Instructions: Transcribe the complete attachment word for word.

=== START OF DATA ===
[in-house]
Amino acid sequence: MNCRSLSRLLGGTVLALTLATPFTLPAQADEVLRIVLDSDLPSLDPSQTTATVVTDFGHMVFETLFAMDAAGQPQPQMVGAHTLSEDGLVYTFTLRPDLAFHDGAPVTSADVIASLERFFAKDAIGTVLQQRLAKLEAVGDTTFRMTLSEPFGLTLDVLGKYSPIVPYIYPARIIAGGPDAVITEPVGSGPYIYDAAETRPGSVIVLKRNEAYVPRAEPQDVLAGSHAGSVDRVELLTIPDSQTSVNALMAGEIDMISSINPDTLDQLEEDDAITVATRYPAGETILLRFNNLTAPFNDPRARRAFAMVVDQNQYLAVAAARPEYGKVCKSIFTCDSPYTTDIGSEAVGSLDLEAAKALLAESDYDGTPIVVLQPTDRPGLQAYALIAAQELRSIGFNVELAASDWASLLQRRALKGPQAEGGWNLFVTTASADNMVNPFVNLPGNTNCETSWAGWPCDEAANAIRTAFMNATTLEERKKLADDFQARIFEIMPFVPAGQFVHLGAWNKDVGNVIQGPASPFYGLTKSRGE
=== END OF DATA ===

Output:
[in-house]
Amino acid sequence: MNCRSLSRLLGGTVLALTLATPFTLPAQADEVLRIVLDSDLPSLDPSQTTATVVTDFGHMVFETLFAMDAAGQPQPQMVGAHTLSEDGLVYTFTLRPDLAFHDGAPVTSADVIASLERFFAKDAIGTVLQQRLAKLEAVGDTTFRMTLSEPFGLTLDVLGKYSPIVPYIYPARIIAGGPDAVITEPVGSGPYIYDAAETRPGSVIVLKRNEAYVPRAEPQDVLAGSHAGSVDRVELLTIPDSQTSVNALMAGEIDMISSINPDTLDQLEEDDAITVATRYPAGETILLRFNNLTAPFNDPRARRAFAMVVDQNQYLAVAAARPEYGKVCKSIFTCDSPYTTDIGSEAVGSLDLEAAKALLAESDYDGTPIVVLQPTDRPGLQAYALIAAQELRSIGFNVELAASDWASLLQRRALKGPQAEGGWNLFVTTASADNMVNPFVNLPGNTNCETSWAGWPCDEAANAIRTAFMNATTLEERKKLADDFQARIFEIMPFVPAGQFVHLGAWNKDVGNVIQGPASPFYGLTKSRGE